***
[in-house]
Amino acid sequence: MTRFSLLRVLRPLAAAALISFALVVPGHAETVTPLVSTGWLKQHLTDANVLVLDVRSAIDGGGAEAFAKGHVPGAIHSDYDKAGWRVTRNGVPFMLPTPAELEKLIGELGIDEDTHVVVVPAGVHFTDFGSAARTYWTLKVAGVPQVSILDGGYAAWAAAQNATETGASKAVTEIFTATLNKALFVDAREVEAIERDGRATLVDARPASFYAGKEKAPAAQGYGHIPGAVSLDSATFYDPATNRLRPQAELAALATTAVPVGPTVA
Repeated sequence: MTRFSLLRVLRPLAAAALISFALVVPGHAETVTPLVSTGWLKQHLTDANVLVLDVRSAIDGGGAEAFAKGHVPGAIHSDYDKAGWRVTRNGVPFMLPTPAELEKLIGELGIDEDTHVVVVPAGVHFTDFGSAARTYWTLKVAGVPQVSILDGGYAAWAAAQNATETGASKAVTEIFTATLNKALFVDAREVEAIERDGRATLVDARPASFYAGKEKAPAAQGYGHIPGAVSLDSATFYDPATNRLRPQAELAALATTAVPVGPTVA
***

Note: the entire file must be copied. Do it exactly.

[in-house]
Amino acid sequence: MTRFSLLRVLRPLAAAALISFALVVPGHAETVTPLVSTGWLKQHLTDANVLVLDVRSAIDGGGAEAFAKGHVPGAIHSDYDKAGWRVTRNGVPFMLPTPAELEKLIGELGIDEDTHVVVVPAGVHFTDFGSAARTYWTLKVAGVPQVSILDGGYAAWAAAQNATETGASKAVTEIFTATLNKALFVDAREVEAIERDGRATLVDARPASFYAGKEKAPAAQGYGHIPGAVSLDSATFYDPATNRLRPQAELAALATTAVPVGPTVA
Repeated sequence: MTRFSLLRVLRPLAAAALISFALVVPGHAETVTPLVSTGWLKQHLTDANVLVLDVRSAIDGGGAEAFAKGHVPGAIHSDYDKAGWRVTRNGVPFMLPTPAELEKLIGELGIDEDTHVVVVPAGVHFTDFGSAARTYWTLKVAGVPQVSILDGGYAAWAAAQNATETGASKAVTEIFTATLNKALFVDAREVEAIERDGRATLVDARPASFYAGKEKAPAAQGYGHIPGAVSLDSATFYDPATNRLRPQAELAALATTAVPVGPTVA